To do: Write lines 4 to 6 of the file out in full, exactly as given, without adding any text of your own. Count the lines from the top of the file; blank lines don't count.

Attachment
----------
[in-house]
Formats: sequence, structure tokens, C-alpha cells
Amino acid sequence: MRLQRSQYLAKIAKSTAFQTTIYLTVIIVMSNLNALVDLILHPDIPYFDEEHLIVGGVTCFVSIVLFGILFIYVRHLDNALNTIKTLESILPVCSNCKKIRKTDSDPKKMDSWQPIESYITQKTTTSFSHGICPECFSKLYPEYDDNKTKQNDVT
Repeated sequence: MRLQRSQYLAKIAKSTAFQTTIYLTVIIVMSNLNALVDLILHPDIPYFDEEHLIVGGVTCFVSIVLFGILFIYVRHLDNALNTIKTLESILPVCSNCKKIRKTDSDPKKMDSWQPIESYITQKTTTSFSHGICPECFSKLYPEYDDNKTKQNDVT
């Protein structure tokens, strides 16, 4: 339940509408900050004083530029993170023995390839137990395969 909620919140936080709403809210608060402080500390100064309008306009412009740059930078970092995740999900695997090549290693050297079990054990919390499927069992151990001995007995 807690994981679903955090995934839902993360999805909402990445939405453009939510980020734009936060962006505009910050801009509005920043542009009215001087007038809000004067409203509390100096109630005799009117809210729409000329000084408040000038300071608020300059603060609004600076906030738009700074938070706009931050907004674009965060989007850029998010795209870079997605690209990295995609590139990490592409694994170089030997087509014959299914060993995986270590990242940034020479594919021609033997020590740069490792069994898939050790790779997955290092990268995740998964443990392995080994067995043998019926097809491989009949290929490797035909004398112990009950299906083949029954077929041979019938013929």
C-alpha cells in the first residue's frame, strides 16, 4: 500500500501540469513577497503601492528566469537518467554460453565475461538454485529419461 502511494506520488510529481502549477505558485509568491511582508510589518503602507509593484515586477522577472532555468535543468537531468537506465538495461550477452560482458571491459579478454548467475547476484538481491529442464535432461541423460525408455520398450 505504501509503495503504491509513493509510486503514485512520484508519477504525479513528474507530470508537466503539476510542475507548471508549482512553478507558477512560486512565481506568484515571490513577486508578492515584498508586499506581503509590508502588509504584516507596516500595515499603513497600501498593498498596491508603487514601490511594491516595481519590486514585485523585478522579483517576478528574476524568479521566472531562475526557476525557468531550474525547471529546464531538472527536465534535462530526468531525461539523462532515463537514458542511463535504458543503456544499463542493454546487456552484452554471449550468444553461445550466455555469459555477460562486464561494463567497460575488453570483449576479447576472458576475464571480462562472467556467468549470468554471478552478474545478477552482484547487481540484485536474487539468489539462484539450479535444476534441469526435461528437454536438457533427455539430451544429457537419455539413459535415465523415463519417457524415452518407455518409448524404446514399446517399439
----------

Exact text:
Repeated sequence: MRLQRSQYLAKIAKSTAFQTTIYLTVIIVMSNLNALVDLILHPDIPYFDEEHLIVGGVTCFVSIVLFGILFIYVRHLDNALNTIKTLESILPVCSNCKKIRKTDSDPKKMDSWQPIESYITQKTTTSFSHGICPECFSKLYPEYDDNKTKQNDVT
């Protein structure tokens, strides 16, 4: 339940509408900050004083530029993170023995390839137990395969 909620919140936080709403809210608060402080500390100064309008306009412009740059930078970092995740999900695997090549290693050297079990054990919390499927069992151990001995007995 807690994981679903955090995934839902993360999805909402990445939405453009939510980020734009936060962006505009910050801009509005920043542009009215001087007038809000004067409203509390100096109630005799009117809210729409000329000084408040000038300071608020300059603060609004600076906030738009700074938070706009931050907004674009965060989007850029998010795209870079997605690209990295995609590139990490592409694994170089030997087509014959299914060993995986270590990242940034020479594919021609033997020590740069490792069994898939050790790779997955290092990268995740998964443990392995080994067995043998019926097809491989009949290929490797035909004398112990009950299906083949029954077929041979019938013929």
C-alpha cells in the first residue's frame, strides 16, 4: 500500500501540469513577497503601492528566469537518467554460453565475461538454485529419461 502511494506520488510529481502549477505558485509568491511582508510589518503602507509593484515586477522577472532555468535543468537531468537506465538495461550477452560482458571491459579478454548467475547476484538481491529442464535432461541423460525408455520398450 505504501509503495503504491509513493509510486503514485512520484508519477504525479513528474507530470508537466503539476510542475507548471508549482512553478507558477512560486512565481506568484515571490513577486508578492515584498508586499506581503509590508502588509504584516507596516500595515499603513497600501498593498498596491508603487514601490511594491516595481519590486514585485523585478522579483517576478528574476524568479521566472531562475526557476525557468531550474525547471529546464531538472527536465534535462530526468531525461539523462532515463537514458542511463535504458543503456544499463542493454546487456552484452554471449550468444553461445550466455555469459555477460562486464561494463567497460575488453570483449576479447576472458576475464571480462562472467556467468549470468554471478552478474545478477552482484547487481540484485536474487539468489539462484539450479535444476534441469526435461528437454536438457533427455539430451544429457537419455539413459535415465523415463519417457524415452518407455518409448524404446514399446517399439